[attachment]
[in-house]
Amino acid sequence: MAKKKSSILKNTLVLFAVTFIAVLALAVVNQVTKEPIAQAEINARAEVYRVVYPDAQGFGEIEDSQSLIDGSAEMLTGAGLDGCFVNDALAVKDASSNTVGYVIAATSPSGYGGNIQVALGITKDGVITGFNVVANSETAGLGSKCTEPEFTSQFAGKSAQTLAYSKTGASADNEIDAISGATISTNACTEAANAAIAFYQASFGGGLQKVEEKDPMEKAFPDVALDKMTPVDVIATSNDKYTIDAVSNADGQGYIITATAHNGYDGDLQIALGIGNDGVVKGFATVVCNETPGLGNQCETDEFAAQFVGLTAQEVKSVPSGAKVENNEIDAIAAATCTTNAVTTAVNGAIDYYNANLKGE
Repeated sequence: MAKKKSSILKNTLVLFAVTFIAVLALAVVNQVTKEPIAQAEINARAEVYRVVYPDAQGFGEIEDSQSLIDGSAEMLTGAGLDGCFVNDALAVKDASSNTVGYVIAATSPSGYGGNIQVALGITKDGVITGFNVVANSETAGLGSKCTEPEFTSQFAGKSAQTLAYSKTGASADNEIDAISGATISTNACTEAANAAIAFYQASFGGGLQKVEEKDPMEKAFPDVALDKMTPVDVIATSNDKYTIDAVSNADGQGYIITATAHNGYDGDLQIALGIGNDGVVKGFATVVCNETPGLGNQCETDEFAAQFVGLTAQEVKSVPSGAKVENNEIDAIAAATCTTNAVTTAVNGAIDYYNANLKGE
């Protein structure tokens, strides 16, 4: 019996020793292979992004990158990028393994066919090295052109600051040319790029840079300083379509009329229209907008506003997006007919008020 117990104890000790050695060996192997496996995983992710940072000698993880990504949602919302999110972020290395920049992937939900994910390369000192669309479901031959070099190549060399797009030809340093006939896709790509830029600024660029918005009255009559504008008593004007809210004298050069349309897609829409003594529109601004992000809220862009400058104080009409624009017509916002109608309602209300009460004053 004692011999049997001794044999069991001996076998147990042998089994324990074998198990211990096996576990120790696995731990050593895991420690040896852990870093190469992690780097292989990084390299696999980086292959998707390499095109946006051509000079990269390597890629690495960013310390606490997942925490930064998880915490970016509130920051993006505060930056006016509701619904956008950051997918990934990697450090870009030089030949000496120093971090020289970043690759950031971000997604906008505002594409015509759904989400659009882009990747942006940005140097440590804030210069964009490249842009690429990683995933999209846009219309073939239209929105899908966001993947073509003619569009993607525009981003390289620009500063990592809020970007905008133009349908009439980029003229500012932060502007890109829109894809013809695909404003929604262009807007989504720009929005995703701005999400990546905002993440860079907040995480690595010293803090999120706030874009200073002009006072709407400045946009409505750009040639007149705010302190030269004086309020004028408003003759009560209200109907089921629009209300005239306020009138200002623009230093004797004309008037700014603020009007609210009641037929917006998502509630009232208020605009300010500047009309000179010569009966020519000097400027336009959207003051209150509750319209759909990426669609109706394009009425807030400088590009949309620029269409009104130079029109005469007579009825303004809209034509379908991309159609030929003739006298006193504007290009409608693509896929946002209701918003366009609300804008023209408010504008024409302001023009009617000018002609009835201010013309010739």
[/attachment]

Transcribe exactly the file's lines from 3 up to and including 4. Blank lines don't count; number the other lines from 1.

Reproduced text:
Repeated sequence: MAKKKSSILKNTLVLFAVTFIAVLALAVVNQVTKEPIAQAEINARAEVYRVVYPDAQGFGEIEDSQSLIDGSAEMLTGAGLDGCFVNDALAVKDASSNTVGYVIAATSPSGYGGNIQVALGITKDGVITGFNVVANSETAGLGSKCTEPEFTSQFAGKSAQTLAYSKTGASADNEIDAISGATISTNACTEAANAAIAFYQASFGGGLQKVEEKDPMEKAFPDVALDKMTPVDVIATSNDKYTIDAVSNADGQGYIITATAHNGYDGDLQIALGIGNDGVVKGFATVVCNETPGLGNQCETDEFAAQFVGLTAQEVKSVPSGAKVENNEIDAIAAATCTTNAVTTAVNGAIDYYNANLKGE
């Protein structure tokens, strides 16, 4: 019996020793292979992004990158990028393994066919090295052109600051040319790029840079300083379509009329229209907008506003997006007919008020 117990104890000790050695060996192997496996995983992710940072000698993880990504949602919302999110972020290395920049992937939900994910390369000192669309479901031959070099190549060399797009030809340093006939896709790509830029600024660029918005009255009559504008008593004007809210004298050069349309897609829409003594529109601004992000809220862009400058104080009409624009017509916002109608309602209300009460004053 004692011999049997001794044999069991001996076998147990042998089994324990074998198990211990096996576990120790696995731990050593895991420690040896852990870093190469992690780097292989990084390299696999980086292959998707390499095109946006051509000079990269390597890629690495960013310390606490997942925490930064998880915490970016509130920051993006505060930056006016509701619904956008950051997918990934990697450090870009030089030949000496120093971090020289970043690759950031971000997604906008505002594409015509759904989400659009882009990747942006940005140097440590804030210069964009490249842009690429990683995933999209846009219309073939239209929105899908966001993947073509003619569009993607525009981003390289620009500063990592809020970007905008133009349908009439980029003229500012932060502007890109829109894809013809695909404003929604262009807007989504720009929005995703701005999400990546905002993440860079907040995480690595010293803090999120706030874009200073002009006072709407400045946009409505750009040639007149705010302190030269004086309020004028408003003759009560209200109907089921629009209300005239306020009138200002623009230093004797004309008037700014603020009007609210009641037929917006998502509630009232208020605009300010500047009309000179010569009966020519000097400027336009959207003051209150509750319209759909990426669609109706394009009425807030400088590009949309620029269409009104130079029109005469007579009825303004809209034509379908991309159609030929003739006298006193504007290009409608693509896929946002209701918003366009609300804008023209408010504008024409302001023009009617000018002609009835201010013309010739």